MPAA okay with restoring legal Megaupload files

The Motion Picture Association of America responded Tuesday to a motion that requested the return of Megaupload users' files, which have been locked down in the ongoing United States v. Kim Dotcom case, reports TorrentFreak. The MPAA's response asked the Eastern Virginia District Court to prevent the release of illegally downloaded copyrighted material in the event that the court allows users to retrieve their other legal files.

This stance is a reversal of the organization's original statement that objected to a mass retrieval of any files. While the MPAA is now officially comfortable with users retrieving their legal files, the organization still opposes any access to the Megaupload servers by Kim Dotcom and other Megaupload employees or associates.

The original motion to retrieve files was filed by Kyle Goodwin, represented by the Electronic Frontier Foundation, whose perfectly legal videos of local sporting events are being held in limbo on Megaupload's servers.

"... if the Court is willing to consider allowing access for users such as Mr. Goodwin to allow retrieval of files, it is essential that the mechanism include a procedure that ensures that any materials the users access and copy or download are not files that have been illegally uploaded to their accounts," reads the MPAA's statement.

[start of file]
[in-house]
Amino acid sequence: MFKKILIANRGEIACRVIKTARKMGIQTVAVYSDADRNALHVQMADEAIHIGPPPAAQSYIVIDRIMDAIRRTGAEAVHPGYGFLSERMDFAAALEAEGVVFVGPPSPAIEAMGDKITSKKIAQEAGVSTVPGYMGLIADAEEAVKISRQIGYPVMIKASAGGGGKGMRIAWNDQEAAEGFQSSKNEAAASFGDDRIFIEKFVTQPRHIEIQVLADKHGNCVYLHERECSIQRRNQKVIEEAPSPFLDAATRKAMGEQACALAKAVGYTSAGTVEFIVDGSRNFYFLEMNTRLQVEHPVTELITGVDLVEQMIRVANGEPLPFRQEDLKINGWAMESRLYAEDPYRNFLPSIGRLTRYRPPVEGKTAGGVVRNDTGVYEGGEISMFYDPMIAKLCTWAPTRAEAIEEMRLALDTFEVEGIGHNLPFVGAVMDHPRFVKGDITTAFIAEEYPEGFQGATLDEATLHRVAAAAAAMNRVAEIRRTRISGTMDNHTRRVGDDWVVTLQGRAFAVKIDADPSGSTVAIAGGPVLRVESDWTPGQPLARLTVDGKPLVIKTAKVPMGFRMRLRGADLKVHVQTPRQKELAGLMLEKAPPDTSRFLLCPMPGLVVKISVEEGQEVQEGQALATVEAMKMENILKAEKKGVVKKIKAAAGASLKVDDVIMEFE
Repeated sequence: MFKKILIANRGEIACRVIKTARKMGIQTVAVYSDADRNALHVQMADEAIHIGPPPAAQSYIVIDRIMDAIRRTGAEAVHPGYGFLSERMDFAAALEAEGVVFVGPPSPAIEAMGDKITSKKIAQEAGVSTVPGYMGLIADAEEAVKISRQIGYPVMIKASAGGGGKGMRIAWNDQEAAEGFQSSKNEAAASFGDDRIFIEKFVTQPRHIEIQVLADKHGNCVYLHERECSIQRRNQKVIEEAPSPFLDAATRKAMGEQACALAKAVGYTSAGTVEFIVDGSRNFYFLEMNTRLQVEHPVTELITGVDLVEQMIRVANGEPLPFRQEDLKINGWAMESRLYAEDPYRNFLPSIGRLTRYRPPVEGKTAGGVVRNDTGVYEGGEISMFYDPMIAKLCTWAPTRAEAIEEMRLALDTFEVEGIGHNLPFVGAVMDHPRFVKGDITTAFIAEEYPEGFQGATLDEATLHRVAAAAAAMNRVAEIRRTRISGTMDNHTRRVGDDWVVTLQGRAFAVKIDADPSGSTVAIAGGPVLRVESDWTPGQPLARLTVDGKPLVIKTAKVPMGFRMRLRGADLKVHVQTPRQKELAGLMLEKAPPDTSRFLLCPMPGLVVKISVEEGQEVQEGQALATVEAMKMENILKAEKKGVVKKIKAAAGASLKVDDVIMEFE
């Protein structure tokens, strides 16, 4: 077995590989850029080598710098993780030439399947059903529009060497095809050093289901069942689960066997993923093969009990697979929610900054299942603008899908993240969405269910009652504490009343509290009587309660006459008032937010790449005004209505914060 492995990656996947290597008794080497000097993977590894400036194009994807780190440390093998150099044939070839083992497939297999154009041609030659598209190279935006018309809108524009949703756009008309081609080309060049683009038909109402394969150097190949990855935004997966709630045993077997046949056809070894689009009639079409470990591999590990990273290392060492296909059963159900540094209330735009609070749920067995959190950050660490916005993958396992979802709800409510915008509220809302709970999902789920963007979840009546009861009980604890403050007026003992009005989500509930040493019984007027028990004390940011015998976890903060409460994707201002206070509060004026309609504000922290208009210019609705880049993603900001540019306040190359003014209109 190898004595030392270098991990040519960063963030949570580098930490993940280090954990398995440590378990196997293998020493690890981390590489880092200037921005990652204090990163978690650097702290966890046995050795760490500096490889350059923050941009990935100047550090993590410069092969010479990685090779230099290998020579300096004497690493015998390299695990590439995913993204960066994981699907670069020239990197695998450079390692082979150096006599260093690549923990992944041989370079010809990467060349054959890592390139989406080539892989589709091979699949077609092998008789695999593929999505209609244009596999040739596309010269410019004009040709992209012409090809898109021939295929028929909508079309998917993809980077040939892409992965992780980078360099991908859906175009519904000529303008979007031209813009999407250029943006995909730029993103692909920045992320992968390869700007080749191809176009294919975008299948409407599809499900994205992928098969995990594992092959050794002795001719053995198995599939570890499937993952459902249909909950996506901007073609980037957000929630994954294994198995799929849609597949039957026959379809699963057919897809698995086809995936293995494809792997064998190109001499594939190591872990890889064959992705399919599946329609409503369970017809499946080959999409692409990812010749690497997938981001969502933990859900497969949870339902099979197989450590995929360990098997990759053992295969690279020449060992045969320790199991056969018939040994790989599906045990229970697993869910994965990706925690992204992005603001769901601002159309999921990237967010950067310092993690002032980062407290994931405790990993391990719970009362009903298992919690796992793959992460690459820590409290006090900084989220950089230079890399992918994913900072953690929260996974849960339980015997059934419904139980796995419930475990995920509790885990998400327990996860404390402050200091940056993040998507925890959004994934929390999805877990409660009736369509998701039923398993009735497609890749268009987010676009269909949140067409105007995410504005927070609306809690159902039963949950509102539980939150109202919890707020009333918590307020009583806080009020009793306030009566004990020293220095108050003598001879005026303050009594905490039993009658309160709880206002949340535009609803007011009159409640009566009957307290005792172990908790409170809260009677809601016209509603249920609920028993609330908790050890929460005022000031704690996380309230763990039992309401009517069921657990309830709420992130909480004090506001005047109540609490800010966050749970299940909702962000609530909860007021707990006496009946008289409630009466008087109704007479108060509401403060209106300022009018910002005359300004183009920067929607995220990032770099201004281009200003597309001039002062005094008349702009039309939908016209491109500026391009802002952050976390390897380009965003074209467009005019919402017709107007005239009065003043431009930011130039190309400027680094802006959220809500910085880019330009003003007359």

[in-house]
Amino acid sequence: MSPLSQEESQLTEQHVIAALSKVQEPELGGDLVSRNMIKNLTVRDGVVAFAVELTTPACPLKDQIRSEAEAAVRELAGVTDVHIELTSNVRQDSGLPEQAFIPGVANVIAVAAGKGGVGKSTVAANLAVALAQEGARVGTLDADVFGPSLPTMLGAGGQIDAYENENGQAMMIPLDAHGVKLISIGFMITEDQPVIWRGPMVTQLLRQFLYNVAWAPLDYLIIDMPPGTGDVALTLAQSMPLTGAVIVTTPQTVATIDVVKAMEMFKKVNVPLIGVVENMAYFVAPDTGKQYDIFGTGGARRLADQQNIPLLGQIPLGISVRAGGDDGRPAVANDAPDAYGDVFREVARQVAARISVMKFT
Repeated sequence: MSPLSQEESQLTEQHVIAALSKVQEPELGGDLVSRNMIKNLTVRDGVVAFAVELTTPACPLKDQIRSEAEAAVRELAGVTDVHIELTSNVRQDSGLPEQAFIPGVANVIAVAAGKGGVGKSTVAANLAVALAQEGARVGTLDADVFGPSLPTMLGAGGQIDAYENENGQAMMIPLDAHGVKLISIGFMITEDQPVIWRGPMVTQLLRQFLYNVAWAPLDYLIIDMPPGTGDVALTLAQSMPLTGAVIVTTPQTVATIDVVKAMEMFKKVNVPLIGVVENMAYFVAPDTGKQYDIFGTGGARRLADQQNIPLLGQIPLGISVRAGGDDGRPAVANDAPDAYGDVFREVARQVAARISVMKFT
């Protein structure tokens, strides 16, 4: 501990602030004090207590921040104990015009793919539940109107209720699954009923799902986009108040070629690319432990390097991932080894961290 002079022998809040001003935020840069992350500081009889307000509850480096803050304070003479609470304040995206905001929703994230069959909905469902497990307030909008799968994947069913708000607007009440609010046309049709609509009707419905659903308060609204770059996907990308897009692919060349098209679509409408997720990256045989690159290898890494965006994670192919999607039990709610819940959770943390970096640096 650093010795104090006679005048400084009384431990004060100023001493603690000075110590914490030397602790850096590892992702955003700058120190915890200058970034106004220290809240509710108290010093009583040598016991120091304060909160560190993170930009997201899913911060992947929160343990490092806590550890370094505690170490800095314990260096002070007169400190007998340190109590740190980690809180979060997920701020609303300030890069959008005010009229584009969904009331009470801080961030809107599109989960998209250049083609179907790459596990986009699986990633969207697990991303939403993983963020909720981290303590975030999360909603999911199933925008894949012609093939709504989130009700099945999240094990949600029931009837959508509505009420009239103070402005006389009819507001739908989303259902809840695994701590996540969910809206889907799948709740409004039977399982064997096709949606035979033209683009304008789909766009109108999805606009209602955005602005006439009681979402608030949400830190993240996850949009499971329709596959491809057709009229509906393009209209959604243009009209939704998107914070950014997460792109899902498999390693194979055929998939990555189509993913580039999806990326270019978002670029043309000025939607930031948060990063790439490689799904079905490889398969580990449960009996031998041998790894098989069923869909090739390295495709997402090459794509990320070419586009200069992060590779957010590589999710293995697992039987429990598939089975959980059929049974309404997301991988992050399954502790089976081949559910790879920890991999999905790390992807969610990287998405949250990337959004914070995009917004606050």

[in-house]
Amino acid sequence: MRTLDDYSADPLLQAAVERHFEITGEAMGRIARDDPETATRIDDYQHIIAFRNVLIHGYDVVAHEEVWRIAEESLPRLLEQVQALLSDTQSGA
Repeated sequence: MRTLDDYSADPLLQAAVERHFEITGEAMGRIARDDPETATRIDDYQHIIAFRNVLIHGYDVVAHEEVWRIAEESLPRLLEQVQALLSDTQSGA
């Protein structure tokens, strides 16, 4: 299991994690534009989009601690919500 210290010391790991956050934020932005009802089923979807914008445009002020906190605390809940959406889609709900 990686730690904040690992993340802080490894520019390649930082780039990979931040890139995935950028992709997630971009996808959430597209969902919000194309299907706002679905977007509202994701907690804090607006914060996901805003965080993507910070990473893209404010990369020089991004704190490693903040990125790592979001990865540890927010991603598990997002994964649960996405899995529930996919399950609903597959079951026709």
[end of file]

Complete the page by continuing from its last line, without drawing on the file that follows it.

TorrentFreak points out that releasing the legal files without releasing the illegal files is a logistical nightmare for anyone tasked with such a feat, and suggests that the MPAA's response might be an empty gesture if it knows that returning just the non-infringing files is nearly impossible.

Nevertheless, the MPAA's statement says, "The MPAA Members are sympathetic to legitimate users who may have relied on Megaupload to store their legitimately acquired or created data, although the Megaupload terms of use clearly disclaimed any guarantee of continued access to uploaded materials."

Source: TorrentFreak
Document: Scribd

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